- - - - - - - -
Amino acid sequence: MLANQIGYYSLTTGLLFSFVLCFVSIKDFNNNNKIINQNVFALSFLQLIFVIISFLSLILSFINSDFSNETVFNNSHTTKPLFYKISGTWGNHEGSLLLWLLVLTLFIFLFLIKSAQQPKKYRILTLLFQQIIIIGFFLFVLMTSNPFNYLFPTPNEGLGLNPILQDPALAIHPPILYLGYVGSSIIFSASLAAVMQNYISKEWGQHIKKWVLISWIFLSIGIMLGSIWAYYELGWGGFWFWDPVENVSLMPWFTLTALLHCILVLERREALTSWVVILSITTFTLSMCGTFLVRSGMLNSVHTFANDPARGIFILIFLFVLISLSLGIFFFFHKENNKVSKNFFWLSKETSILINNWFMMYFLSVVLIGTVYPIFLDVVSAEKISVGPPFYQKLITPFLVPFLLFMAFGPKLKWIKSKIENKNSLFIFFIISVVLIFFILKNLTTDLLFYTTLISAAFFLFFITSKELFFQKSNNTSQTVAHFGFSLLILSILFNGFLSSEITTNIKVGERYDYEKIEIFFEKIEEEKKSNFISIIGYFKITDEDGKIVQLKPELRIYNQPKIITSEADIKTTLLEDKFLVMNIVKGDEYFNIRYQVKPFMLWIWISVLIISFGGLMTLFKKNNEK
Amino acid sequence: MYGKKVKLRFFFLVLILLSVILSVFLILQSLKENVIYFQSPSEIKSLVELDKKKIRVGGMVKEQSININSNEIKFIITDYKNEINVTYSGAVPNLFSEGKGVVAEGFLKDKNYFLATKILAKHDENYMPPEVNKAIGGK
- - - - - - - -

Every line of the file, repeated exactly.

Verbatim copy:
Amino acid sequence: MLANQIGYYSLTTGLLFSFVLCFVSIKDFNNNNKIINQNVFALSFLQLIFVIISFLSLILSFINSDFSNETVFNNSHTTKPLFYKISGTWGNHEGSLLLWLLVLTLFIFLFLIKSAQQPKKYRILTLLFQQIIIIGFFLFVLMTSNPFNYLFPTPNEGLGLNPILQDPALAIHPPILYLGYVGSSIIFSASLAAVMQNYISKEWGQHIKKWVLISWIFLSIGIMLGSIWAYYELGWGGFWFWDPVENVSLMPWFTLTALLHCILVLERREALTSWVVILSITTFTLSMCGTFLVRSGMLNSVHTFANDPARGIFILIFLFVLISLSLGIFFFFHKENNKVSKNFFWLSKETSILINNWFMMYFLSVVLIGTVYPIFLDVVSAEKISVGPPFYQKLITPFLVPFLLFMAFGPKLKWIKSKIENKNSLFIFFIISVVLIFFILKNLTTDLLFYTTLISAAFFLFFITSKELFFQKSNNTSQTVAHFGFSLLILSILFNGFLSSEITTNIKVGERYDYEKIEIFFEKIEEEKKSNFISIIGYFKITDEDGKIVQLKPELRIYNQPKIITSEADIKTTLLEDKFLVMNIVKGDEYFNIRYQVKPFMLWIWISVLIISFGGLMTLFKKNNEK
Amino acid sequence: MYGKKVKLRFFFLVLILLSVILSVFLILQSLKENVIYFQSPSEIKSLVELDKKKIRVGGMVKEQSININSNEIKFIITDYKNEINVTYSGAVPNLFSEGKGVVAEGFLKDKNYFLATKILAKHDENYMPPEVNKAIGGK